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Life on Mars

Alex Roddie
Alex Roddie
3 min read

Like every good photograph, this one has a story – it’s about David Bowie, time and space, dreams, and a busker with a guitar on a cold night in Lincoln.

On January the 10th this year, the legendary singer David Bowie died. While I would not describe myself as a ‘fan’ of David Bowie, I have yet to meet anyone who didn’t like his music, and one song of his in particular has always had special significance for me – Life on Mars. I first heard the song when I was a child and was absolutely captivated by the abstract poetry of the lyrics. Like many people, I felt there was profound meaning just beneath the words, tangible and yet out of grasp.

This feeling was intensified in 2006 when the BBC launched its first series of the television show Life on Mars, in which Sam Tyler, a police officer, is transported back to 1973 after a car accident. The music playing on the iPod connected to his car’s stereo system at the time of the collision was Life on Mars. The show is a masterpiece of British television and, in my opinion, one of the best BBC dramas to have been aired in many years. It was the first thing that really made me think about the nature of time and perceived reality and how dreams affect the world we live in, and is a uniquely human work of science fiction.

So the song Life on Mars came to represent, for me, the fluidity of time and consciousness. People say, only half in jest, that David Bowie has returned to his home planet now – and when you listen to that particular song you can almost believe it’s true.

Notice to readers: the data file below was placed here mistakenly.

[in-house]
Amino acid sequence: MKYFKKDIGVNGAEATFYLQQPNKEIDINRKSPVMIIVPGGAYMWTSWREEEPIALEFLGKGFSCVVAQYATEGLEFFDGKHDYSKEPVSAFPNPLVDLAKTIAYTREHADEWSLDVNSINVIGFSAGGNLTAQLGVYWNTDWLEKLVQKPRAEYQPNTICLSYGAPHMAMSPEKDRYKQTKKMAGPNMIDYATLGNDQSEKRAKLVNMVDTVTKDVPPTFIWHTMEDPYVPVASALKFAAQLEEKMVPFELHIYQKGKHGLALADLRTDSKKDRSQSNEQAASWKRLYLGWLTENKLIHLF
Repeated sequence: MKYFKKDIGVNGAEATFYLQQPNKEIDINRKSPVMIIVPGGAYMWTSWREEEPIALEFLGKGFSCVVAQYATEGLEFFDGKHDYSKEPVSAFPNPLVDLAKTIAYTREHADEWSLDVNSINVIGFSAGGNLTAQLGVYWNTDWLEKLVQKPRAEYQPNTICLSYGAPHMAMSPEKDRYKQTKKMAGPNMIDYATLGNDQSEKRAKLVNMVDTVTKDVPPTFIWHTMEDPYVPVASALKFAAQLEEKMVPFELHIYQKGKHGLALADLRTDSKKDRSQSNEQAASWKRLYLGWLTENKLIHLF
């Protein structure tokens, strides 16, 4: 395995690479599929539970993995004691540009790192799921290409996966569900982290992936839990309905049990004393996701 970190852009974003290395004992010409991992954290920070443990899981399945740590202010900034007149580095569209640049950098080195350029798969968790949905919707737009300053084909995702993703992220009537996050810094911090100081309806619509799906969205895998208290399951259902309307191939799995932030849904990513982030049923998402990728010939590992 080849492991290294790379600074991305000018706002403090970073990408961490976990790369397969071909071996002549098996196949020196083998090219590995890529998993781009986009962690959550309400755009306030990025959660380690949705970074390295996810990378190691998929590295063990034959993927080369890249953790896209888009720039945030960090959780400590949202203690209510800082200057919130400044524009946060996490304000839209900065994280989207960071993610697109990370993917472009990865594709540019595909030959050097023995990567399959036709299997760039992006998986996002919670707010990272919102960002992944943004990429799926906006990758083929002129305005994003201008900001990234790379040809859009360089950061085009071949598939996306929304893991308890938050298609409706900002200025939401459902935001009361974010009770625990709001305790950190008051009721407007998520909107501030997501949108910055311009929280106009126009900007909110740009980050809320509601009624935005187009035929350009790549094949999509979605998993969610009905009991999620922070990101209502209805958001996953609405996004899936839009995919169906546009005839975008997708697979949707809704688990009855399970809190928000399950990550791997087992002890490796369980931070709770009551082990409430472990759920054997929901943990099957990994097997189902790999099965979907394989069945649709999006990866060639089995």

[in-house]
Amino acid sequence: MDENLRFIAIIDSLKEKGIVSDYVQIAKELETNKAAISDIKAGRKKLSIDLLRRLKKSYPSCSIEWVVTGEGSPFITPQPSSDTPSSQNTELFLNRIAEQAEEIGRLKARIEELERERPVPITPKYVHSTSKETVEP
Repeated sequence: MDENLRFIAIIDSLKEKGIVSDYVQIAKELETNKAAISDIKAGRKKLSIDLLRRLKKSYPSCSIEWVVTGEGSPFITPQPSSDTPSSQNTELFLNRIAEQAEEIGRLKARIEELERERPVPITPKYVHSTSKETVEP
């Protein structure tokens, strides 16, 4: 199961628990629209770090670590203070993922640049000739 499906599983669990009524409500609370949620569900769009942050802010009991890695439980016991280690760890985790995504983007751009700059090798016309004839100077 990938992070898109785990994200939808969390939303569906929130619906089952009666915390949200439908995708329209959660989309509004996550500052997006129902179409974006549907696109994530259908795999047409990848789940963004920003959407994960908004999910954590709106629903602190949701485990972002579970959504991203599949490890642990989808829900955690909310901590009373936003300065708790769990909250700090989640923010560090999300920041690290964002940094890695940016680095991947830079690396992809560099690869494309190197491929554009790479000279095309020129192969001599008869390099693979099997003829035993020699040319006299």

Anyway, I’d been thinking about all these things yesterday morning, and the tune of Life on Mars kept drifting in and out of my thoughts. It set me up for the day and my mind kept coming back to these topics.

In the evening, I went to Lincoln for a photo walk. Lincoln is one of my favourite places for street photography – which I don’t do a lot of, but I enjoy – and I relished the opportunity to wander around for a couple of hours with my camera and tripod. I took a number of photos I’m pleased with, but they aren’t special photos; they don’t have a story.


I was setting my tripod up on the cobbles at Castle Hill to photograph the cathedral when I noticed a man sitting down in front of the tourist information building. He got out his guitar, and he started to play the haunting melody of Life on Mars.

I had one of those moments, there and gone in a flash, in which reality suddenly seems ephemeral and nothing is real. Was it a coincidence? Almost certainly. But for an instant I felt like Sam Tyler back in 1973 and wondering what the hell happened.

After the moment passed, I made the necessary adjustments to the dials on my camera and captured an image of the scene. The busker sits there to the left of the frame, playing quite superbly in the frosty evening even though nobody but us is present. The image is not technically perfect, but I think it’s the best piece of street photography I’ve yet captured in Lincoln. The story it tells is everything.

You can see the full-resolution version of this picture on Flickr here.

Technical details

Camera body: Fujifilm X-E1
Lens: Fujinon XF 18-55 f/2.8-f/4
Shutter speed: 7 seconds
Aperture: f/11
ISO: 200

ImagesDavid BowieLife on MarsPhotography

Alex Roddie

Happiest on a mountain. Writer, story-wrangler, digital and film photographer. Editor of Sidetracked magazine (I make the words come out good).


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